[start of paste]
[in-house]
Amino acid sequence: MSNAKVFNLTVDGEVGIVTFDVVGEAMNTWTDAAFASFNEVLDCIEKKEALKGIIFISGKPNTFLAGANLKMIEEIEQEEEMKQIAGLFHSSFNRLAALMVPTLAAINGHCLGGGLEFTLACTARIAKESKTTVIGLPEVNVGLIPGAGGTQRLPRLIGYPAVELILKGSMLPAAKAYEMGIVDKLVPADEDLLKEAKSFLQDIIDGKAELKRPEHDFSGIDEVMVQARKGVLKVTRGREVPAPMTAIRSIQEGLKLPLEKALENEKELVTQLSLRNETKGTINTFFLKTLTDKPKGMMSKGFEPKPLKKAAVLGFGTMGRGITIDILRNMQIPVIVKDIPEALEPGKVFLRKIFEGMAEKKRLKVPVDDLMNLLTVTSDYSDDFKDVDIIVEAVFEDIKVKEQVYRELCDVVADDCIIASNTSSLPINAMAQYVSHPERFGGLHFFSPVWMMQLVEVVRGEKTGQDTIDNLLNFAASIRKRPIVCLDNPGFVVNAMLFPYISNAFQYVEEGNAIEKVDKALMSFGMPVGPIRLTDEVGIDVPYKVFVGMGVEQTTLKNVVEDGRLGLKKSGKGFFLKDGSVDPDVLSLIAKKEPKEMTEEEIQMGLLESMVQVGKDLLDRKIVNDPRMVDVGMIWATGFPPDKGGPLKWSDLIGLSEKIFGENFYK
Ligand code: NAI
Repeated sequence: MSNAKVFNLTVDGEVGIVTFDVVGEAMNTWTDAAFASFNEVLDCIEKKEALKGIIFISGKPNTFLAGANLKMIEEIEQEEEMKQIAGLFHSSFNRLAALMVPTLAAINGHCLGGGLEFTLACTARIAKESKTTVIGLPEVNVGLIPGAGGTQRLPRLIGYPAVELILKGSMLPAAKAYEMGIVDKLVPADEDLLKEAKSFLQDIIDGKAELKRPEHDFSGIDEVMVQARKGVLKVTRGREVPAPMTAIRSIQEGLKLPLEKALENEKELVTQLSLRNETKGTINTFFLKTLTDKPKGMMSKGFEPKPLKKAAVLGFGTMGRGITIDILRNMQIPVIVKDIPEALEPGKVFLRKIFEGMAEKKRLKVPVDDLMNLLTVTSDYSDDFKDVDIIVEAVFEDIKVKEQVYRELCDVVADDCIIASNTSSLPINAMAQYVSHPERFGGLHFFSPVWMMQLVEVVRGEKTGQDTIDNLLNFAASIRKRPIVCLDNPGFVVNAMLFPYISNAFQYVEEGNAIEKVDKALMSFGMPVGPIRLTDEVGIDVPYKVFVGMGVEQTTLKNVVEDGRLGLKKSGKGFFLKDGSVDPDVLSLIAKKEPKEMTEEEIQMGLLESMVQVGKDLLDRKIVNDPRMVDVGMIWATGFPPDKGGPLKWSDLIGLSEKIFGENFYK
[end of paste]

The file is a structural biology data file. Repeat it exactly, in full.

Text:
[in-house]
Amino acid sequence: MSNAKVFNLTVDGEVGIVTFDVVGEAMNTWTDAAFASFNEVLDCIEKKEALKGIIFISGKPNTFLAGANLKMIEEIEQEEEMKQIAGLFHSSFNRLAALMVPTLAAINGHCLGGGLEFTLACTARIAKESKTTVIGLPEVNVGLIPGAGGTQRLPRLIGYPAVELILKGSMLPAAKAYEMGIVDKLVPADEDLLKEAKSFLQDIIDGKAELKRPEHDFSGIDEVMVQARKGVLKVTRGREVPAPMTAIRSIQEGLKLPLEKALENEKELVTQLSLRNETKGTINTFFLKTLTDKPKGMMSKGFEPKPLKKAAVLGFGTMGRGITIDILRNMQIPVIVKDIPEALEPGKVFLRKIFEGMAEKKRLKVPVDDLMNLLTVTSDYSDDFKDVDIIVEAVFEDIKVKEQVYRELCDVVADDCIIASNTSSLPINAMAQYVSHPERFGGLHFFSPVWMMQLVEVVRGEKTGQDTIDNLLNFAASIRKRPIVCLDNPGFVVNAMLFPYISNAFQYVEEGNAIEKVDKALMSFGMPVGPIRLTDEVGIDVPYKVFVGMGVEQTTLKNVVEDGRLGLKKSGKGFFLKDGSVDPDVLSLIAKKEPKEMTEEEIQMGLLESMVQVGKDLLDRKIVNDPRMVDVGMIWATGFPPDKGGPLKWSDLIGLSEKIFGENFYK
Ligand code: NAI
Repeated sequence: MSNAKVFNLTVDGEVGIVTFDVVGEAMNTWTDAAFASFNEVLDCIEKKEALKGIIFISGKPNTFLAGANLKMIEEIEQEEEMKQIAGLFHSSFNRLAALMVPTLAAINGHCLGGGLEFTLACTARIAKESKTTVIGLPEVNVGLIPGAGGTQRLPRLIGYPAVELILKGSMLPAAKAYEMGIVDKLVPADEDLLKEAKSFLQDIIDGKAELKRPEHDFSGIDEVMVQARKGVLKVTRGREVPAPMTAIRSIQEGLKLPLEKALENEKELVTQLSLRNETKGTINTFFLKTLTDKPKGMMSKGFEPKPLKKAAVLGFGTMGRGITIDILRNMQIPVIVKDIPEALEPGKVFLRKIFEGMAEKKRLKVPVDDLMNLLTVTSDYSDDFKDVDIIVEAVFEDIKVKEQVYRELCDVVADDCIIASNTSSLPINAMAQYVSHPERFGGLHFFSPVWMMQLVEVVRGEKTGQDTIDNLLNFAASIRKRPIVCLDNPGFVVNAMLFPYISNAFQYVEEGNAIEKVDKALMSFGMPVGPIRLTDEVGIDVPYKVFVGMGVEQTTLKNVVEDGRLGLKKSGKGFFLKDGSVDPDVLSLIAKKEPKEMTEEEIQMGLLESMVQVGKDLLDRKIVNDPRMVDVGMIWATGFPPDKGGPLKWSDLIGLSEKIFGENFYK